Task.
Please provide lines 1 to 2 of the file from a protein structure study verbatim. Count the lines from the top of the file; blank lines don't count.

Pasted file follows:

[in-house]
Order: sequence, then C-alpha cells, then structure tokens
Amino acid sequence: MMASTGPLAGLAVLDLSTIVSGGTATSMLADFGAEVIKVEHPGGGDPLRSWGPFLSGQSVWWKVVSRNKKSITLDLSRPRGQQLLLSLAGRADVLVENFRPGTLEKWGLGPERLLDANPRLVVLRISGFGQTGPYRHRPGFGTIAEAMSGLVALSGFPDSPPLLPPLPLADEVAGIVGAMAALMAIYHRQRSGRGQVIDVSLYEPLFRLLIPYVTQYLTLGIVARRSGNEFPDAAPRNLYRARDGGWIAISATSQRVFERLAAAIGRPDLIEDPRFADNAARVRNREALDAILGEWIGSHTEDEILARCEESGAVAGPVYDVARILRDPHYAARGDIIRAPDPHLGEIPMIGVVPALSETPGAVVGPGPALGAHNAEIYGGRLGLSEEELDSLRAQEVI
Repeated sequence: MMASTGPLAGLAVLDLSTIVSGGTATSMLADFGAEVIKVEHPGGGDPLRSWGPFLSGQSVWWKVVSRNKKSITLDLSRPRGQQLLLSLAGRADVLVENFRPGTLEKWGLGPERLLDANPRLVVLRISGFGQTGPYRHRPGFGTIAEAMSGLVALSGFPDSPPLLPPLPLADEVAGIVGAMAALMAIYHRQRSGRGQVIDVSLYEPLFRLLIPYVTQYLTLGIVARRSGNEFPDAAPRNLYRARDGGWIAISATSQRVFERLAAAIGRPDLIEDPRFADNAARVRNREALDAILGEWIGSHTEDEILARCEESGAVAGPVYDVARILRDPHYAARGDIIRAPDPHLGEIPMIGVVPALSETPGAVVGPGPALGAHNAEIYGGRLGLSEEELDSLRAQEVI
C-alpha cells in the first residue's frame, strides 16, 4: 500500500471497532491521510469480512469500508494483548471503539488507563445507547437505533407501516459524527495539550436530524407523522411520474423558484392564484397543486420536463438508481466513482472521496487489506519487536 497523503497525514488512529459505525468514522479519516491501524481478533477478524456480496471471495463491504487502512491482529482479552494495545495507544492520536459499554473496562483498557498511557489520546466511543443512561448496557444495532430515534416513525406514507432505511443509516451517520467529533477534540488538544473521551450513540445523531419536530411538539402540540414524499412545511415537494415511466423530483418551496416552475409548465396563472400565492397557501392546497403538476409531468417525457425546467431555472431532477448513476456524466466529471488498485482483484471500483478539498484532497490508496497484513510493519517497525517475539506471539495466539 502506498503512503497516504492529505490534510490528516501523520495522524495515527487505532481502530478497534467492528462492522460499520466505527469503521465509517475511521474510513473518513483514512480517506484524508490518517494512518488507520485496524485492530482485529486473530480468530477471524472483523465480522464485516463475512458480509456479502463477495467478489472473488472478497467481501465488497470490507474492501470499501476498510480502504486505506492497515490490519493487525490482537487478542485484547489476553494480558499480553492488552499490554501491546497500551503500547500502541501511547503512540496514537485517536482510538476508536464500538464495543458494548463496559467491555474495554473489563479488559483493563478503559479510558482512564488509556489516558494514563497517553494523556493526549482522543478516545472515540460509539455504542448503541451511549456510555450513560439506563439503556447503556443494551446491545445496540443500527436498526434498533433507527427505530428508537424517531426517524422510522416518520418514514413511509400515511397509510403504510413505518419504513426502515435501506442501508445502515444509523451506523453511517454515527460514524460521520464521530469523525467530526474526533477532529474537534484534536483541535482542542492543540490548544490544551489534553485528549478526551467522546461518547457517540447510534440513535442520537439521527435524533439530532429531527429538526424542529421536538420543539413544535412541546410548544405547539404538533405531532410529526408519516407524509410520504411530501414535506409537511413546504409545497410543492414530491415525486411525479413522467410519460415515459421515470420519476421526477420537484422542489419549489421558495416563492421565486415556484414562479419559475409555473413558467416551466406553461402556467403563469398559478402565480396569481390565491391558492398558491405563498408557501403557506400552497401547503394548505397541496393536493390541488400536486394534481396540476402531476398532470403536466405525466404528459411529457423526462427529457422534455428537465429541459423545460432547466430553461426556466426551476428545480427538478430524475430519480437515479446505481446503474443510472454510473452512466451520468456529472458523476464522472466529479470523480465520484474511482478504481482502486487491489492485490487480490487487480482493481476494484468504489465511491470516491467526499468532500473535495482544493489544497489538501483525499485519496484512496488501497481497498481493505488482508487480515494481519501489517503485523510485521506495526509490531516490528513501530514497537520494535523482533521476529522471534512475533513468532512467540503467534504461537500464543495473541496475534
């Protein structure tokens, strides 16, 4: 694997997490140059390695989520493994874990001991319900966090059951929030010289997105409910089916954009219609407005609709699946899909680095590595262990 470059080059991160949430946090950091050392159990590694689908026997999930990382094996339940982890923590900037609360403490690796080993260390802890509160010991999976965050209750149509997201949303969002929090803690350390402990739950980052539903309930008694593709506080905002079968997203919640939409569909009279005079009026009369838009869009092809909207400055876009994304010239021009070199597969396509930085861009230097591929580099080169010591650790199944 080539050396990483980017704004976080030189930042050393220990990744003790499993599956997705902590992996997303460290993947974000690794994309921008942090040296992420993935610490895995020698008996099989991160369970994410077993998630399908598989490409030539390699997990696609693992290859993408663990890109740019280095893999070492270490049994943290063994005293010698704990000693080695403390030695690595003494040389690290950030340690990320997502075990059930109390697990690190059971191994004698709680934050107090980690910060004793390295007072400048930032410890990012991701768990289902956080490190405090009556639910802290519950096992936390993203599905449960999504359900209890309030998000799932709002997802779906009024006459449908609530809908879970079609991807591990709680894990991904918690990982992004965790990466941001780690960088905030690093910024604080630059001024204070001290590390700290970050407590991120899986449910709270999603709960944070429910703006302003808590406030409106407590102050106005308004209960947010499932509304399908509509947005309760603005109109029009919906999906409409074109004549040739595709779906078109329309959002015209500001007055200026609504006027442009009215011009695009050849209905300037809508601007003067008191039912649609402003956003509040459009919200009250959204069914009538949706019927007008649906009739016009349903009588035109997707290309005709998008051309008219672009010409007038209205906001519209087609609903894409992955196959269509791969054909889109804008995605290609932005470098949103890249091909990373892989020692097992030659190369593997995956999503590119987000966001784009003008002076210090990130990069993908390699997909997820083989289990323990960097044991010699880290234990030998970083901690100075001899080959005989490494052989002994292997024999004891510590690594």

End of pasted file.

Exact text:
[in-house]
Order: sequence, then C-alpha cells, then structure tokens